"Home is the place where, when you have to go there, they have to let you in."

-- Robert Frost

Wednesday, May 16, 2012

mother's day hindsights

This is a retrospective post, I'm afraid.

All weekend, I was busy Mother's Day'in it up and never really wanted to miss a moment by sitting at a computer typing my thoughts ... though they still bounced around my head.

And then, as luck would have it my abdomen started cramping late Sunday night turning Monday into a day unable to retain any food or water. By Monday night, full blown contractions woke my distressed body out of a restless sleep and I paced the floor trying any combination of things to stop false labor. It took some doing.

I met with my doctor Tuesday and everything is okay enough ... with a warning not to do it again. 32 weeks isn't time enough.

So .... here's the thoughts I wanted to write, even if they are late because I lacked the capacity to record them and regardless of the laundry pile calling my name today.



I was curious about the origins of Mother's Day so I googled it.

Long before the establishment of our current, more commercialized "Mother's Day", Julia Ward Howe (also author of the Battle Hymn of the Republic) rallied for a day of peace where all mother's of the fighting Civil War soldiers would bond together in remembrance that each brother, father, uncle, or nephew on the battlefield was also a beloved son of a heart heavy mother.

It was late.  I couldn't sleep.  And these origins touched me especially as my southern family heritage finds brothers against brothers and fathers fighting sons on almost every field of battle in that same war.

Laying awake, my thoughts drifted to the onslaught of "mommy wars" today.  It seems to be ever present in the media... at least lately.  Who's child rearing choices are socially reasonable.  Career moms vs. stay at home moms. Over-done fertility efforts.  Family numbers exceeding "acceptable" standards.

Why, I can hardly sit in conversation with a bunch of women for one minute before the debates begin around me.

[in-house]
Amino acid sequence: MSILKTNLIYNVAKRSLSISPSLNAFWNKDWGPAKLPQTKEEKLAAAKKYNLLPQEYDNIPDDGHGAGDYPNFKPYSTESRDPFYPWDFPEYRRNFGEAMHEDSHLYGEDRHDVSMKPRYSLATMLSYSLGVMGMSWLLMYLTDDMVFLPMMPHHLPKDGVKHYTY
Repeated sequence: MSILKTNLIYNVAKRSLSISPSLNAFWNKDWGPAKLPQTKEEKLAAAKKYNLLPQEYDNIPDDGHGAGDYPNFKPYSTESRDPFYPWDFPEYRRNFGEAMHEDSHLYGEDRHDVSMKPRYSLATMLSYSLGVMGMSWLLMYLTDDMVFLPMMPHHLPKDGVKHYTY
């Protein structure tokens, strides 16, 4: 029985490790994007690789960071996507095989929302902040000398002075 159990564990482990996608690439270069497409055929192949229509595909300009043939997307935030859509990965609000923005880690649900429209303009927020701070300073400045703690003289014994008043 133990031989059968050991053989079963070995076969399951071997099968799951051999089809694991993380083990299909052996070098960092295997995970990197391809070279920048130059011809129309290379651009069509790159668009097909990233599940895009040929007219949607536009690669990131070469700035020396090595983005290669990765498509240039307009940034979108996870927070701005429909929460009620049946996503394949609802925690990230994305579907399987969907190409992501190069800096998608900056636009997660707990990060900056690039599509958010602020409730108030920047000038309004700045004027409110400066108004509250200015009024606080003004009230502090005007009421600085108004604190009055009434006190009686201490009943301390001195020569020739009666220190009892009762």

Did one fail because her births were induced?  Is one strange because she wanted a midwife?  Don't give a pacifier.  Do let your baby cry it out.  Don't give a bottle.  Do wear a sling.  Cloth diapers, nursing, baby cereal, potty training .... every mother has a solid opinion.  Just ask her ... or don't, if you're not ready for an earful.

It's enough to make even the best-est of mothers feel inadequate about her most vigilant efforts!

I'm reminded of my cute neighbor who sterilized everything with her first child.  Listened only to Bach and Beethoven.  Read nightly to her infant.  And then with twins in the second go round, found herself solo on a cross country airplane journey frantically quieting dual three month old mouths with dumdum suckers.

Correct me if I'm wrong (cuz if you got one, I'd LOVE a copy!) but I'm pretty sure that last and final push didn't spit out an instruction manual to go with that brand new baby.  Each parent and child is individually different, needing individual attentions and yet, the motherhood profession is increasingly judged and judgmental one to another.

We're all just trying to make it ... and the best way we know how.

Which brings me back to Julia Ward and her day.

Wouldn't it be amazing for mother's everywhere to applaud purposeful efforts?  What if mothers went forward remember that their children ... and all children ... are still on a battlefield day after day and beyond that ... the same battlefield ... though a different kind of battle.

Mothers watch their children fight so many skirmishes daily.  Self esteem. Entitlement, Peer pressures. Decision making. Righting wrong turns. Gratitude. Courtesy. Forgiveness. Good choices. Compassion.

The battles are endless.

Julia wanted women everywhere to recognize the oneness of motherhood. We're in this together.

And wouldn't it be a different world if far and wide our mothering efforts were thought of like joint military tactics preparing for a surprise attack rather than reasons for attacking one another.

In a battle, generals teach soldiers to react instantly to any given situation.

As the mother and "general" of these people I have stewardship over, am I teaching my children to prepare for ambush?

Is it ingrained to forgive?

Is it second nature to deflect negativity?

Will the decisions be firm ... and righteously made?

Do they know how to carefully backtrack from easily triggered buried mines of waiting mistakes?

Do they drop to their knees in prayer without second thought when something hard flies in their direction?

Are they grateful for protection?

Are they willing to forgive?

I love her idea that the battle actually unifies us all.  I loved her simplified view of mothers joining hands in remembering the day to day battles of our children.  And I felt deeply her implication that every individual of a mothering heart, every soul who had ever guided the hand of a child and nurtured or loved or cared should think on those feelings and renew them.

Now, don't get me wrong, I was the first one in line to celebrate and be celebrated come Mother's day.  It was nice.

But I felt greater pause to think.

To renew.

To make more deliberate efforts in how I wanted to be and become, as the mother of my children. To help them succeed on this battlefield now.


Happy Mother's Day and happy continuance in giving your best mothering efforts to the families you love.

1 comment:

  1. Well said my friend. And take care of yourself and that baby! How is it you're already 32 weeks! Wow - that went fast - for me, not you I'm sure.

    ReplyDelete